Posted on November 11, 2022 by Gary Cohen, president
I asked Rabbi Gluck for the opportunity to write the Shabbat message this week as tonight marks the beginning of the National Donor Sabbath celebrating organ donation, commonly called the “Gift of Life.” Organ donation is a subject near and dear to my family – in December 2003, I received a kidney from one of my sisters. This year marks the 68th year of organ transplantation and in early September the United States celebrated the one millionth donation of an organ.
Organ donation in the US is growing. In 2021, there were over 41,300 organ donations from about 13,860 deceased donors and 6,580 living donors, the first time there were over 40,000 transplants in a year. Incredibly, a single deceased donor can save or help 75 recipients through organ, eye, and tissue donations. While all of this seems impressive, as of November 6 there were 116,109 people on the waiting list. Of those, almost 1,200 are under 10 years old and over 33,000 have been waiting for longer than 3 years. Sadly, every 9 minutes a new person is added to the list, and every day 17 people who are waiting pass away.
Organ donation is not an easy subject to discuss, often due to fear or misinformation. The thought of being an organ donor led some to believe that they would receive inferior care in an emergency, or worse, that someone would knock on your door to take your organs while you are alive. This could not be further from the truth. The fact that you are a potential organ donor is not considered until every opportunity to save the life of the donor has been exhausted. If you are not registered as an organ donor, your next of kin will be consulted at a time when they are often in shock and mourning. That is why it is so important to make sure your family knows your wishes to relieve them of any added stress. If you are concerned about how your body would be treated as a donor, search online for “organ donor honor walk” to see the reverence that the donor and their family receive from the medical staff and how many people line the hallways to pay homage to them on their walk.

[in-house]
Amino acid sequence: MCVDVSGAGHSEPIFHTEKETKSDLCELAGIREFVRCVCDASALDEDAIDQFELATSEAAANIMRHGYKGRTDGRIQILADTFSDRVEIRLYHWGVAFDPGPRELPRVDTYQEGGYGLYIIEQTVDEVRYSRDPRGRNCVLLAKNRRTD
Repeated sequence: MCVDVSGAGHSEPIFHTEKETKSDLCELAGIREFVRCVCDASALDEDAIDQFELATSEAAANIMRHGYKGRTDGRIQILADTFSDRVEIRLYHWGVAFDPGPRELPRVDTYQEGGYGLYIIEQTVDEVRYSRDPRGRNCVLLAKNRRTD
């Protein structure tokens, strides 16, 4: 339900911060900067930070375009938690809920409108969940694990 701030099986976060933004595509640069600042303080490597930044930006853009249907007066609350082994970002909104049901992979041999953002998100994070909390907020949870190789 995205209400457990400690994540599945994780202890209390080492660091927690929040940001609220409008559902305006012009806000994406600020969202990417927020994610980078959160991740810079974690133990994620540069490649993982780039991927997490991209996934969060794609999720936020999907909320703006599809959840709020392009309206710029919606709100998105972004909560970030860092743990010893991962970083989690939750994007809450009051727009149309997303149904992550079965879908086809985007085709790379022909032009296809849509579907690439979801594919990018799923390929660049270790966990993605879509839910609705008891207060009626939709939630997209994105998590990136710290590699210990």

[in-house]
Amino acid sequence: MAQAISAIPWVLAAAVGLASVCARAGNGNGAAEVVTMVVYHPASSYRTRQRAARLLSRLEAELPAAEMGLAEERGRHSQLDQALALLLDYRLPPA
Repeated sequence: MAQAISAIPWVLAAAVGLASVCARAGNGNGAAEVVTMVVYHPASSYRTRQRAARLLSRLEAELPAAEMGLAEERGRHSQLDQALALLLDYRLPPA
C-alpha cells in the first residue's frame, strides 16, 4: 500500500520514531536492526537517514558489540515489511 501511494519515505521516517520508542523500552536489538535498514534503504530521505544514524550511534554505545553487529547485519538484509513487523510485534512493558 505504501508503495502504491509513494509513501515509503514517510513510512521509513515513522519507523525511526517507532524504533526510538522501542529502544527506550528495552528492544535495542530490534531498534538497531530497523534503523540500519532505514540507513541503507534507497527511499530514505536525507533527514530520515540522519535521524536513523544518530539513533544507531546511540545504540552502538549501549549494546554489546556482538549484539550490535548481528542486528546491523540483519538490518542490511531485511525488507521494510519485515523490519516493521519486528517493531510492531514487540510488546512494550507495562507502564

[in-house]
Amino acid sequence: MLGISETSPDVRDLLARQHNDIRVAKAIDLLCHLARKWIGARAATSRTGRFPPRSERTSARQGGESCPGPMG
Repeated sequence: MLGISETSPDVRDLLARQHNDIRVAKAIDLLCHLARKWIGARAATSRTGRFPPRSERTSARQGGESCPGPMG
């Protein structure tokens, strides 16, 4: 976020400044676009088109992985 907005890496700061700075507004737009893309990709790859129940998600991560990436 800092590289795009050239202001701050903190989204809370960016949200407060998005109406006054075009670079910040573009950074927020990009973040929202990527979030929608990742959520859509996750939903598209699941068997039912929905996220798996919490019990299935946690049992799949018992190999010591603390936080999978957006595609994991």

Jewish tradition is clear that saving a human life, pikuach nefesh, is one of our strongest obligations. The thought that a body must be whole to be buried for ritual reasons is no longer viewed as necessary, and support for organ donation is growing in all Jewish communities from Reform to Orthodox. Judaism is not alone in this belief as all major religions now see organ donation as a final act of charity and generosity.
If you wonder if you can be a donor because of your age or a medical condition, the answer to that question is yes you can because those factors will be considered in determining what can be donated at that time.
The “Gift of Life” is more than a slogan for me. It’s been the opportunity to be “normal” and not worried about feeling sick or tired all the time. It’s given me the chance to be a better husband, partner, and father and to experience the best parts of being healthy – or at least healthier. While there have been challenges from being immune-suppressed, I choose to continue to focus on the many positives in my life.
To learn more about organ donation, please visit https://www.donatelife.net/ or https://www.njsharingnetwork.